Surviving South Korea's house of horrors

Survivors of the notorious Brothers Home describe being grabbed off the streets, abused and held against their will.

[Richard Smith/Al Jazeera]
[Richard Smith/Al Jazeera]

Warning: This article contains content, including descriptions of sexual violence, that some readers may find disturbing.

South Korea’s infamous Brothers Home welfare centre was supposed to provide shelter and care for the homeless. Instead, it was a house of horrors where inmates were illegally confined, brutally beaten, raped — and even killed.

Located in the southern port city of Busan, it operated between 1976 and 1987 under the then authoritarian government’s policy of “purifying the streets”, known as ordinance No. 410. In the lead up to the 1986 Asian Games and 1988 Olympic Games, the government was gearing up to showcase the country to the world and wanted "vagrants" removed from the streets and out of sight.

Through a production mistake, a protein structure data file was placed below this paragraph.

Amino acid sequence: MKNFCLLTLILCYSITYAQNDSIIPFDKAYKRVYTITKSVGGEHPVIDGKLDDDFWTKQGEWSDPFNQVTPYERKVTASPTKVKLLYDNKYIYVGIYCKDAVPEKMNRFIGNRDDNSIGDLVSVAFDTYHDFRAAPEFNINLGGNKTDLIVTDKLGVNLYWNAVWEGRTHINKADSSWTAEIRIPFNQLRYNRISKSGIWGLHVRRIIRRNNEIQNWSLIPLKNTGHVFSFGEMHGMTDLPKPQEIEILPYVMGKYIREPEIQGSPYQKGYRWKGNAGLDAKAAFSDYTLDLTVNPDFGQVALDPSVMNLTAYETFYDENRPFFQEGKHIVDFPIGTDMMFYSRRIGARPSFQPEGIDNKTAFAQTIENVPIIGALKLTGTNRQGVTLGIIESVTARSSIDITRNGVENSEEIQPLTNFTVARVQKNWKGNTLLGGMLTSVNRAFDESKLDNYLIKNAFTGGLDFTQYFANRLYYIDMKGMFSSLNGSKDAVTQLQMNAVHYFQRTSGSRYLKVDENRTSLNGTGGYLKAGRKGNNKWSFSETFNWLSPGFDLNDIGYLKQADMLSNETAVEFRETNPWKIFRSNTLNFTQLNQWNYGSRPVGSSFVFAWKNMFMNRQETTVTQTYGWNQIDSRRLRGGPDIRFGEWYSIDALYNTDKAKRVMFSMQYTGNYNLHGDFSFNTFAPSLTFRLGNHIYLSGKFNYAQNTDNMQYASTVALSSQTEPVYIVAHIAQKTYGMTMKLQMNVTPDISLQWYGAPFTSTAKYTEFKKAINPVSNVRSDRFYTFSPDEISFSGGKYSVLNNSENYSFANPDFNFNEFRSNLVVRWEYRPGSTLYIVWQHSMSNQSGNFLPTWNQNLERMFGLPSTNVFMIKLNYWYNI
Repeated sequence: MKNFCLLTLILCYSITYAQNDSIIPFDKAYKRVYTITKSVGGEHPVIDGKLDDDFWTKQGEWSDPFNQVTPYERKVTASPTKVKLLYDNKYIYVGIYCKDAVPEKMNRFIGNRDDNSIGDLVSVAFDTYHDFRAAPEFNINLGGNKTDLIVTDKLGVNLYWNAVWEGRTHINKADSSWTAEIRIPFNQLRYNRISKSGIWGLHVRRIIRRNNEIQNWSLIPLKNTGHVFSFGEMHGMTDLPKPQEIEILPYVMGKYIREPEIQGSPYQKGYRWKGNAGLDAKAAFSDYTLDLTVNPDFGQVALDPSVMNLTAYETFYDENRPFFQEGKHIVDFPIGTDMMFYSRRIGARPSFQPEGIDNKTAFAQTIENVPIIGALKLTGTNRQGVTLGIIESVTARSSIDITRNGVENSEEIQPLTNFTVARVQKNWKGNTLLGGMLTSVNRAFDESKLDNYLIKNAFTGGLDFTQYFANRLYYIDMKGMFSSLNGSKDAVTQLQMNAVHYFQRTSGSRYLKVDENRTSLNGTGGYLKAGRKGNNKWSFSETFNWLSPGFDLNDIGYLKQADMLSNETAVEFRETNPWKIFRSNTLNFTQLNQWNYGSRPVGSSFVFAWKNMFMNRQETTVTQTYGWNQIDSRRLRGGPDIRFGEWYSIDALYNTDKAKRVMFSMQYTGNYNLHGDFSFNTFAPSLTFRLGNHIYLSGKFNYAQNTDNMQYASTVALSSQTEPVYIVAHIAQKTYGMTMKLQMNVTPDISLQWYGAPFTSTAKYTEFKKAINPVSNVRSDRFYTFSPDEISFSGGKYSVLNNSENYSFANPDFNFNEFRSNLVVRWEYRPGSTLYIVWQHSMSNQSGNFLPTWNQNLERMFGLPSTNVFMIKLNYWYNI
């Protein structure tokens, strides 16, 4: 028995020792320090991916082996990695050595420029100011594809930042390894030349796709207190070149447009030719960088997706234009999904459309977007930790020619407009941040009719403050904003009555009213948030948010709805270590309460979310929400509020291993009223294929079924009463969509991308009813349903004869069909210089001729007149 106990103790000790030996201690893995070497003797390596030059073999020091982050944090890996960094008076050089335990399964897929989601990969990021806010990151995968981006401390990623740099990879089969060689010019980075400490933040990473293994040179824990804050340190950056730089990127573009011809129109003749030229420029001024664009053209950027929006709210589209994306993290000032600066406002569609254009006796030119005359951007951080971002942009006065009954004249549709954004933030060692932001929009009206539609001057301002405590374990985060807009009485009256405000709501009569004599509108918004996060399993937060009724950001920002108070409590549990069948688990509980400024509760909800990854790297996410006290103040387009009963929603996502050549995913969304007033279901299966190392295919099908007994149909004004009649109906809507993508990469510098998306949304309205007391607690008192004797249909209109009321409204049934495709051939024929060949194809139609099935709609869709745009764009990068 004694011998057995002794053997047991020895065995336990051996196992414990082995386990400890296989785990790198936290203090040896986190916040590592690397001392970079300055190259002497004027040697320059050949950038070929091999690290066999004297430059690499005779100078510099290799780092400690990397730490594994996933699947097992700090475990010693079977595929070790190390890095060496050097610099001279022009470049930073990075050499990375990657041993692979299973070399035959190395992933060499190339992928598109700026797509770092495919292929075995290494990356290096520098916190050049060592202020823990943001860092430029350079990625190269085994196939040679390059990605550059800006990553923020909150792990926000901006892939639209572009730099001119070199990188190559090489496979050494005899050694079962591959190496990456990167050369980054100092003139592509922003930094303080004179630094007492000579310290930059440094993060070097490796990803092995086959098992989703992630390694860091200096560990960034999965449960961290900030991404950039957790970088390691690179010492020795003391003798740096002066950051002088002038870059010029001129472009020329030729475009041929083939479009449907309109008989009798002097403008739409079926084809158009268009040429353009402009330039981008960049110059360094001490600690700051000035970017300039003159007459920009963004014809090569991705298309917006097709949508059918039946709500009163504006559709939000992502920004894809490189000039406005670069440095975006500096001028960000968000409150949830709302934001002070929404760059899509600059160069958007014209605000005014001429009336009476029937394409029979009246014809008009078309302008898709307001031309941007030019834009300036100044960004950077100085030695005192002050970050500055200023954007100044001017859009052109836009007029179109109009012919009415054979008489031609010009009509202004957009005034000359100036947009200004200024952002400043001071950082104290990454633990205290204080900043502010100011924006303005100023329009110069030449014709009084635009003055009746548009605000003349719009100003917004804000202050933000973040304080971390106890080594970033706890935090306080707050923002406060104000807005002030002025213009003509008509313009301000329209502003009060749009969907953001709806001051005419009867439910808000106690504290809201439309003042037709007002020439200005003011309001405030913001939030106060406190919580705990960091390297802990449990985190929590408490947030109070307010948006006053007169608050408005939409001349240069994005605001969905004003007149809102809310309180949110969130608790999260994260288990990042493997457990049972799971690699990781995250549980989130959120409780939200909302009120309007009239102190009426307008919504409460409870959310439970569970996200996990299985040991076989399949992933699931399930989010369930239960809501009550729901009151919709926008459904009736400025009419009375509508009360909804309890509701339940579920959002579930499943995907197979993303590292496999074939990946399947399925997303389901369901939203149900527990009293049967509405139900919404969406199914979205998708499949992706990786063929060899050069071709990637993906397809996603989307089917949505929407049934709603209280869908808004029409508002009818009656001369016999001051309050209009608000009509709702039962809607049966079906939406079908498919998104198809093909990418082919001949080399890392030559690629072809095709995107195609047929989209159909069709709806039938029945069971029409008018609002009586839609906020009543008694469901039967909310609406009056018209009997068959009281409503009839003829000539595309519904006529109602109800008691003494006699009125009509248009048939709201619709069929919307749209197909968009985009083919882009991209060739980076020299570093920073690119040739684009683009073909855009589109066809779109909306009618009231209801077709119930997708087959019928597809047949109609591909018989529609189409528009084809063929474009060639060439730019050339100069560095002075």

But only 10 percent of the thousands of inmates at Brothers Home were homeless according to a 1987 investigation by local prosecutors. None of the nine survivors Al Jazeera’s 101 East interviewed had lived on the streets.

They are now calling for members of the family who ran Brothers Home to be extradited from Australia to face a Truth and Reconciliation Commission’s investigation into the horrific abuses at the home.

Watch our story as we track down those in Sydney, Australia, who were allegedly behind the atrocities committed at Brothers Home.

Source: Al Jazeera